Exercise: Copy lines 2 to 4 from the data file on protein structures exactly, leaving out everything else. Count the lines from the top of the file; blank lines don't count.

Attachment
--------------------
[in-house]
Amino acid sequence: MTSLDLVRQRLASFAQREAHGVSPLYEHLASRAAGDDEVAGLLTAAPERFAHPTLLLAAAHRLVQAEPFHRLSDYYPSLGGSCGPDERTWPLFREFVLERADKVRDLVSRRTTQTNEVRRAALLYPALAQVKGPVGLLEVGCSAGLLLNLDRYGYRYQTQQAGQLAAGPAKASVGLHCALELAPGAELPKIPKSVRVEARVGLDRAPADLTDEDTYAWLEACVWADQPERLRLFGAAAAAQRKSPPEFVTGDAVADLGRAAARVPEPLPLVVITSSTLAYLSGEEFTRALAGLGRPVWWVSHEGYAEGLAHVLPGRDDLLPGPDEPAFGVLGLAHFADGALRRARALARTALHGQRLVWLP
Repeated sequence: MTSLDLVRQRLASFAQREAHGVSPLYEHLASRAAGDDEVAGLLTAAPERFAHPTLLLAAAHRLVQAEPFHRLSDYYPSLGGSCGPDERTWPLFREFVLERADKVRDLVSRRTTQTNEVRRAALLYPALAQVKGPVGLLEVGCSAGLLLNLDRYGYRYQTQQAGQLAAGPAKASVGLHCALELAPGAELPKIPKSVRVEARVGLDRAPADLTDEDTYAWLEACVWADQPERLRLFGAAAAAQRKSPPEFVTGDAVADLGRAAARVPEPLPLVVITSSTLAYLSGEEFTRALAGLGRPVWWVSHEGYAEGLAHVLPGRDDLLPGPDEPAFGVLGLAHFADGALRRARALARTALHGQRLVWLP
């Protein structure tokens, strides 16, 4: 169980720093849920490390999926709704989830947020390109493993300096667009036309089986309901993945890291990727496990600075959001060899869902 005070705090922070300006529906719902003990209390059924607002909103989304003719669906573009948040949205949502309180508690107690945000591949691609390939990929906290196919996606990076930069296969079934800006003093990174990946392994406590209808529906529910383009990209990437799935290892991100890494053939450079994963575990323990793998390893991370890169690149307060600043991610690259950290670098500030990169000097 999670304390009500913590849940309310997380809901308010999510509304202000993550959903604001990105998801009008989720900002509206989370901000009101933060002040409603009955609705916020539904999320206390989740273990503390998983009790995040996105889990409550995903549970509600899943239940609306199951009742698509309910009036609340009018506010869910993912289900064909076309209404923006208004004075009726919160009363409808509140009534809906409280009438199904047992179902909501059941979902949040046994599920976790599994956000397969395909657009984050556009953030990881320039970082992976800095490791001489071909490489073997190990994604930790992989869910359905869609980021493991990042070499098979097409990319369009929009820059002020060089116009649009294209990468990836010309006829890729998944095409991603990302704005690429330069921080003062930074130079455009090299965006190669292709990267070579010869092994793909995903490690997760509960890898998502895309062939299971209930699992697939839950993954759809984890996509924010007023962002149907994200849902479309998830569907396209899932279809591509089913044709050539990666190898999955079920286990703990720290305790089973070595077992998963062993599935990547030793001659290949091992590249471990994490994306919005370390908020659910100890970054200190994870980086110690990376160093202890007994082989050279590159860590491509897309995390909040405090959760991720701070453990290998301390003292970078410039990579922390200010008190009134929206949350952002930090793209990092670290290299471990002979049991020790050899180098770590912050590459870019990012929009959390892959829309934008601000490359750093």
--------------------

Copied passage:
Amino acid sequence: MTSLDLVRQRLASFAQREAHGVSPLYEHLASRAAGDDEVAGLLTAAPERFAHPTLLLAAAHRLVQAEPFHRLSDYYPSLGGSCGPDERTWPLFREFVLERADKVRDLVSRRTTQTNEVRRAALLYPALAQVKGPVGLLEVGCSAGLLLNLDRYGYRYQTQQAGQLAAGPAKASVGLHCALELAPGAELPKIPKSVRVEARVGLDRAPADLTDEDTYAWLEACVWADQPERLRLFGAAAAAQRKSPPEFVTGDAVADLGRAAARVPEPLPLVVITSSTLAYLSGEEFTRALAGLGRPVWWVSHEGYAEGLAHVLPGRDDLLPGPDEPAFGVLGLAHFADGALRRARALARTALHGQRLVWLP
Repeated sequence: MTSLDLVRQRLASFAQREAHGVSPLYEHLASRAAGDDEVAGLLTAAPERFAHPTLLLAAAHRLVQAEPFHRLSDYYPSLGGSCGPDERTWPLFREFVLERADKVRDLVSRRTTQTNEVRRAALLYPALAQVKGPVGLLEVGCSAGLLLNLDRYGYRYQTQQAGQLAAGPAKASVGLHCALELAPGAELPKIPKSVRVEARVGLDRAPADLTDEDTYAWLEACVWADQPERLRLFGAAAAAQRKSPPEFVTGDAVADLGRAAARVPEPLPLVVITSSTLAYLSGEEFTRALAGLGRPVWWVSHEGYAEGLAHVLPGRDDLLPGPDEPAFGVLGLAHFADGALRRARALARTALHGQRLVWLP
């Protein structure tokens, strides 16, 4: 169980720093849920490390999926709704989830947020390109493993300096667009036309089986309901993945890291990727496990600075959001060899869902 005070705090922070300006529906719902003990209390059924607002909103989304003719669906573009948040949205949502309180508690107690945000591949691609390939990929906290196919996606990076930069296969079934800006003093990174990946392994406590209808529906529910383009990209990437799935290892991100890494053939450079994963575990323990793998390893991370890169690149307060600043991610690259950290670098500030990169000097 999670304390009500913590849940309310997380809901308010999510509304202000993550959903604001990105998801009008989720900002509206989370901000009101933060002040409603009955609705916020539904999320206390989740273990503390998983009790995040996105889990409550995903549970509600899943239940609306199951009742698509309910009036609340009018506010869910993912289900064909076309209404923006208004004075009726919160009363409808509140009534809906409280009438199904047992179902909501059941979902949040046994599920976790599994956000397969395909657009984050556009953030990881320039970082992976800095490791001489071909490489073997190990994604930790992989869910359905869609980021493991990042070499098979097409990319369009929009820059002020060089116009649009294209990468990836010309006829890729998944095409991603990302704005690429330069921080003062930074130079455009090299965006190669292709990267070579010869092994793909995903490690997760509960890898998502895309062939299971209930699992697939839950993954759809984890996509924010007023962002149907994200849902479309998830569907396209899932279809591509089913044709050539990666190898999955079920286990703990720290305790089973070595077992998963062993599935990547030793001659290949091992590249471990994490994306919005370390908020659910100890970054200190994870980086110690990376160093202890007994082989050279590159860590491509897309995390909040405090959760991720701070453990290998301390003292970078410039990579922390200010008190009134929206949350952002930090793209990092670290290299471990002979049991020790050899180098770590912050590459870019990012929009959390892959829309934008601000490359750093």